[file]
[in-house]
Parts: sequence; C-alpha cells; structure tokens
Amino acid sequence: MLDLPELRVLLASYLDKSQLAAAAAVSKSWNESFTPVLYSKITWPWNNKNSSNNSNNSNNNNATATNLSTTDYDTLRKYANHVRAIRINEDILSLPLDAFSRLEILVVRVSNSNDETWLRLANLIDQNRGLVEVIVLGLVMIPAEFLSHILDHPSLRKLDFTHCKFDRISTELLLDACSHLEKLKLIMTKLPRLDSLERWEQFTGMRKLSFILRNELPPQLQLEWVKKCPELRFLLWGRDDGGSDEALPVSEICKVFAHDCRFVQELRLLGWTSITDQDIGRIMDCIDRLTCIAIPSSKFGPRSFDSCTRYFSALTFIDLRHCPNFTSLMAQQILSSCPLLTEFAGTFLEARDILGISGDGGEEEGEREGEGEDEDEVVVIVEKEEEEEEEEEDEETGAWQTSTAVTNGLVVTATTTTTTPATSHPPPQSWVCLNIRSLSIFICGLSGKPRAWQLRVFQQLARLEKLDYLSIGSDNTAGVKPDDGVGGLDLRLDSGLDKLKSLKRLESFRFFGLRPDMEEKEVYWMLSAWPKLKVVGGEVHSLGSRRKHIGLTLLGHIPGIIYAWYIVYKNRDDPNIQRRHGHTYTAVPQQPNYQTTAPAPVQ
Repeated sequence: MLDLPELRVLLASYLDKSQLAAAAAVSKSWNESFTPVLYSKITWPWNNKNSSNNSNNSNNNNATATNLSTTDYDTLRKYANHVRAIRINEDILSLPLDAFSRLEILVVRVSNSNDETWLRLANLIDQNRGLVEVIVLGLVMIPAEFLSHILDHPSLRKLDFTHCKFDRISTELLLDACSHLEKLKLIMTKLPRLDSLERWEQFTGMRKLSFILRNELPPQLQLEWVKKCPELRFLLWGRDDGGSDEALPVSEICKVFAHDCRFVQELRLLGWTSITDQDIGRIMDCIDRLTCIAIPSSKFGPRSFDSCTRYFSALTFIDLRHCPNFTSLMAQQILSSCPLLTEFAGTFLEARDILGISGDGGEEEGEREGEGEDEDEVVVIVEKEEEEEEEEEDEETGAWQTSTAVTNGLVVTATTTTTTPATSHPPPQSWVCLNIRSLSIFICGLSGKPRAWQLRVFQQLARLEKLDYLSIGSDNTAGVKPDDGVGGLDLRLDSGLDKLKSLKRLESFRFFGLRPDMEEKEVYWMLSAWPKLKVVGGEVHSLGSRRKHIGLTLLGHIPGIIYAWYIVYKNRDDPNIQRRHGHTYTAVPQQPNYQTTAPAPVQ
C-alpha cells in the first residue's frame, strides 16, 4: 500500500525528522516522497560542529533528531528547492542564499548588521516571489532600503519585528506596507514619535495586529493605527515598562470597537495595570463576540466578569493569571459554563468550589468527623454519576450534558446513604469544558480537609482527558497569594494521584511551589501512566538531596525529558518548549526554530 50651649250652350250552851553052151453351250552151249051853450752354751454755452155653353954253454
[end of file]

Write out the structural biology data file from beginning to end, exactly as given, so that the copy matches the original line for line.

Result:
[in-house]
Parts: sequence; C-alpha cells; structure tokens
Amino acid sequence: MLDLPELRVLLASYLDKSQLAAAAAVSKSWNESFTPVLYSKITWPWNNKNSSNNSNNSNNNNATATNLSTTDYDTLRKYANHVRAIRINEDILSLPLDAFSRLEILVVRVSNSNDETWLRLANLIDQNRGLVEVIVLGLVMIPAEFLSHILDHPSLRKLDFTHCKFDRISTELLLDACSHLEKLKLIMTKLPRLDSLERWEQFTGMRKLSFILRNELPPQLQLEWVKKCPELRFLLWGRDDGGSDEALPVSEICKVFAHDCRFVQELRLLGWTSITDQDIGRIMDCIDRLTCIAIPSSKFGPRSFDSCTRYFSALTFIDLRHCPNFTSLMAQQILSSCPLLTEFAGTFLEARDILGISGDGGEEEGEREGEGEDEDEVVVIVEKEEEEEEEEEDEETGAWQTSTAVTNGLVVTATTTTTTPATSHPPPQSWVCLNIRSLSIFICGLSGKPRAWQLRVFQQLARLEKLDYLSIGSDNTAGVKPDDGVGGLDLRLDSGLDKLKSLKRLESFRFFGLRPDMEEKEVYWMLSAWPKLKVVGGEVHSLGSRRKHIGLTLLGHIPGIIYAWYIVYKNRDDPNIQRRHGHTYTAVPQQPNYQTTAPAPVQ
Repeated sequence: MLDLPELRVLLASYLDKSQLAAAAAVSKSWNESFTPVLYSKITWPWNNKNSSNNSNNSNNNNATATNLSTTDYDTLRKYANHVRAIRINEDILSLPLDAFSRLEILVVRVSNSNDETWLRLANLIDQNRGLVEVIVLGLVMIPAEFLSHILDHPSLRKLDFTHCKFDRISTELLLDACSHLEKLKLIMTKLPRLDSLERWEQFTGMRKLSFILRNELPPQLQLEWVKKCPELRFLLWGRDDGGSDEALPVSEICKVFAHDCRFVQELRLLGWTSITDQDIGRIMDCIDRLTCIAIPSSKFGPRSFDSCTRYFSALTFIDLRHCPNFTSLMAQQILSSCPLLTEFAGTFLEARDILGISGDGGEEEGEREGEGEDEDEVVVIVEKEEEEEEEEEDEETGAWQTSTAVTNGLVVTATTTTTTPATSHPPPQSWVCLNIRSLSIFICGLSGKPRAWQLRVFQQLARLEKLDYLSIGSDNTAGVKPDDGVGGLDLRLDSGLDKLKSLKRLESFRFFGLRPDMEEKEVYWMLSAWPKLKVVGGEVHSLGSRRKHIGLTLLGHIPGIIYAWYIVYKNRDDPNIQRRHGHTYTAVPQQPNYQTTAPAPVQ
C-alpha cells in the first residue's frame, strides 16, 4: 500500500525528522516522497560542529533528531528547492542564499548588521516571489532600503519585528506596507514619535495586529493605527515598562470597537495595570463576540466578569493569571459554563468550589468527623454519576450534558446513604469544558480537609482527558497569594494521584511551589501512566538531596525529558518548549526554530 50651649250652350250552851553052151453351250552151249051853450752354751454755452155653353954253454